However, the State presents a stronger argument. The plain language of section 115 -- 12 does not preclude the admission of a prior identification made in a courtroom setting. The Illinois Supreme Court has acknowledged the admissibility of a reliable out-of-court identification, even if made under suggestive conditions. (People v. Bryant (1983), 94 Ill. 2d 514, 447 N.E.2d 301.)
"The relevant factors in evaluating the reliability of such identifications are: (1) the opportunity of the witness to view the defendant at the time of the crime; (2) the witness' degree of attention to the details of the crime and the criminal; (3) the accuracy of the witness' preidentification description of the criminal; (4) the level of certainty demonstrated by the witness in identifying the defendant as the culprit; and (5) the amount of time elapsed between the commission of the crime and the identification [period]." People v. Walton (1982), 107 Ill. App. 3d 698, 701, 437 N.E.2d 1273, 1275.
Here, Overlin identified defendant on four separate occasions: from two different photo arrays immediately after the robbery, at a hearing on defendant's probation violation on a prior robbery, and at trial on the instant hotel robbery. During the robbery, Overlin had a clear view of defendant for about four minutes in the well-lighted hotel lobby. At the initial photo session, Overlin not only adequately described defendant's height, weight and clothing to the police, but she singled out defendant's photograph and stated she was certain it was a photograph of the man who robbed her.
Defendant questions the credibility of Overlin's preidentification description of defendant on the ground that while the photograph depicted defendant with a mustache, Overlin described him as clean shaven. It is well settled where the identification of the accused is positive, any discrepancies in the description of the facial characteristics do not render the identification invalid, but are to be considered by the jury when it weighs the evidence. (People v. Thomas (1979), 72 Ill. App. 3d 186, 389 N.E.2d 1330; People v. Coleman (1984), 128 Ill. App. 3d 538, 470 N.E.2d 1277; People v. Plantinga (1985), 132 Ill. App. 3d 512, 477 N.E.2d 1299.) We will not displace the jury's judgment on matters concerning sufficiency of identification evidence. People v. Johnson (1986), 114 Ill. 2d 170, 499 N.E.2d 1355.
Although the Federal commentators have failed to address the admissibility of a prior in-court identification in relation to the evidentiary rule in question, existing case law indicates "[any] identification subsequent to a reliable out-of-court identification is admissible. Manson v. Brathwaite (1977), 432 U.S. 98, 110 n.10, 53 L. Ed. 2d 140, 151 n.10, 97 S. Ct. 2243, 2251 n.10." (People v. Lee (1986), 151 Ill. App. 3d 510, 524, 502 N.E.2d 399, 408.) Moreover, a noted work on the Illinois evidentiary rules provides:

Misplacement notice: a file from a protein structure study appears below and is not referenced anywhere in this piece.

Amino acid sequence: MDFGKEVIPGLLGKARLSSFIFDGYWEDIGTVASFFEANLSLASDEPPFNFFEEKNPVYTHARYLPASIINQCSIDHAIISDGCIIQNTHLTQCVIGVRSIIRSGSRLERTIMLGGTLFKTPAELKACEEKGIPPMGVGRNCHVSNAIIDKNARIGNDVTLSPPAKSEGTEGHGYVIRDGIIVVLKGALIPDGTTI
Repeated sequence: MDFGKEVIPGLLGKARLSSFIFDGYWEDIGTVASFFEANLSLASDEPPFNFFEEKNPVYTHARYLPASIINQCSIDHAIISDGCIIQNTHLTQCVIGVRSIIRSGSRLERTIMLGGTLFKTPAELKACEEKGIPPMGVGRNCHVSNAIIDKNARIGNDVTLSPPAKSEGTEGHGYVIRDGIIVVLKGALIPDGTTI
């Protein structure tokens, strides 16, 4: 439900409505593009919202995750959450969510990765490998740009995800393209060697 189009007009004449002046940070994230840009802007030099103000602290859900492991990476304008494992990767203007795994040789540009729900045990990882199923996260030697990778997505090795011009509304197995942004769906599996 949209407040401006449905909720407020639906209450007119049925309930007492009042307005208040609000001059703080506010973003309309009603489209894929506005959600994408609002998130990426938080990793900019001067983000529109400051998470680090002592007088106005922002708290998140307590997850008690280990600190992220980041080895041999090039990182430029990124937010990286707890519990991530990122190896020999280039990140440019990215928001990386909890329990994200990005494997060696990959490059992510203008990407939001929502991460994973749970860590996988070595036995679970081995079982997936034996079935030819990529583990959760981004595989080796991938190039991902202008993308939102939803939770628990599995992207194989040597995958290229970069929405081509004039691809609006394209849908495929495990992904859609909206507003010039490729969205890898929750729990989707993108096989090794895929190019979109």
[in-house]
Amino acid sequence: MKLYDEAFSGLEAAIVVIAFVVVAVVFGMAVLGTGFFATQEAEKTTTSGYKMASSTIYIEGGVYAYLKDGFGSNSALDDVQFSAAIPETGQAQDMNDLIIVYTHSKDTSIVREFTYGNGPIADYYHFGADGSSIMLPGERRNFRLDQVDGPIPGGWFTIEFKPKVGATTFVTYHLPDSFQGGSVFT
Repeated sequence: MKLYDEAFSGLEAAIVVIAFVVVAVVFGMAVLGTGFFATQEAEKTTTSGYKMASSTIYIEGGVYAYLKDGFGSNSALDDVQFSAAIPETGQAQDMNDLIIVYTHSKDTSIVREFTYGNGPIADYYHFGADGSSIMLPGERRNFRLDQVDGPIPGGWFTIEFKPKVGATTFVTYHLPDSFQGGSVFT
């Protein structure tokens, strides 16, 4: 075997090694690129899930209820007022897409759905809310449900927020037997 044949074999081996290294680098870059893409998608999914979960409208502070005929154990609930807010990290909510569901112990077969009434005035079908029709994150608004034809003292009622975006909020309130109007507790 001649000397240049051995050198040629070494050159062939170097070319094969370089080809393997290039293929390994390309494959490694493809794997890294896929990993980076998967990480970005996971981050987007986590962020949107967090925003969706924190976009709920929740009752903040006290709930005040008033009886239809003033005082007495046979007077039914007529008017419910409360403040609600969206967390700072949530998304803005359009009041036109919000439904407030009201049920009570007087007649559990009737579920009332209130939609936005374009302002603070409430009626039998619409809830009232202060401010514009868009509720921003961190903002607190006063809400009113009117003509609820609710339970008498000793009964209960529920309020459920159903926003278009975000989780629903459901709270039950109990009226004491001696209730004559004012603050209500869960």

"When a witness testifies and is subject to cross-examination, his prior statement identifying a person after perceiving him -- usually at a lineup, a one-on-one viewing often called a showup in a photograph, or at a prior hearing -- is admissible . . .." (Emphasis added.) M. Graham, Cleary and Graham's Handbook of Illinois Evidence § 611.16, at 403 (4th ed. 1984).
We think the identification testimony exception to the hearsay rule contained in section 115 -- 12 properly embraces not only prior statements of identification made at a lineup, showup or photo session, but also those made under oath at a hearing, former trial or in the secrecy of a grand jury room. To include prior in-court identifications within the scope of section 115 -- 12 facilitates rather than frustrates the rule's purposes. Not only is the prior courtroom identification made closer in time to the incident than the subsequent in-court identification, but the witness making the identification has already been once subjected to the test of cross-examination. (See United States v. De Sisto (2d Cir. 1964), 329 F.2d 929, cert. denied (1964), 377 U.S. 979, 12 L. Ed. 2d 747, 84 S. Ct. 1885.) Any potential abuses will be adequately controlled by the trial Judge's ruling or defense counsel's argument.
The appropriate rule is to allow admission of such prior in-court identification testimony with an opportunity for the defendant to show the weight to be given to the testimony should be lessened because "the witness has likely become more conditioned to making an identification." (Arteman, 150 Ill. App. 3d at 754, 502 N.E.2d at 88.) Defense counsel, in fact, made that argument here.
Finally, defendant argues he has twice been placed in jeopardy for the robbery of Carol Overlin at the Ambassador Inn Hotel. Before the court imposed an extended sentence for defendant's probation violation on the March 1986 robbery, Overlin testified to the September 4, 1986, robbery for which defendant was indicted while on probation. Defendant maintains the severity of the sentence alone indicates the court sought to punish defendant not only for the March 1986 robbery, but for the September 4, 1986, robbery of Carol Overlin as well. We disagree.
The State may seek both a revocation of defendant's probation and a criminal conviction based on the same conduct without danger of punishing defendant twice for the same offense. (People v. Morgan (1965), 55 Ill. App. 2d 157, 204 N.E.2d 314.) In Morgan, the court heard evidence of offenses supporting the charge defendant violated his orders of probation. Following a finding of violation, defendant was indicted for such offenses. The court held:
"At the hearing on probation, [defendant] was, of course, only found guilty of violation of probation. That hearing did not purport to be either a conviction or acquittal of the offense for which the defendant was indicted . . ..
We do not believe . . . that following a hearing in which probation is revoked, trial upon the indictment for the latest offense subjects the defendant to double jeopardy." Morgan, 55 Ill. App. 2d at 161-62, 204 N.E.2d at 316-17.
It is clear the September 4, 1986, robbery was a factor the court properly considered when it punished defendant for violating his probation. It is also clear the sentence imposed when his probation was revoked was properly based on his prior record and his conduct while on probation. The double jeopardy clause of the fifth amendment was not designed to pardon defendants for crimes they commit while on probation, merely because evidence of those crimes was presented at the hearing on their probation violation.
For the foregoing reasons, defendant's conviction and sentence are affirmed.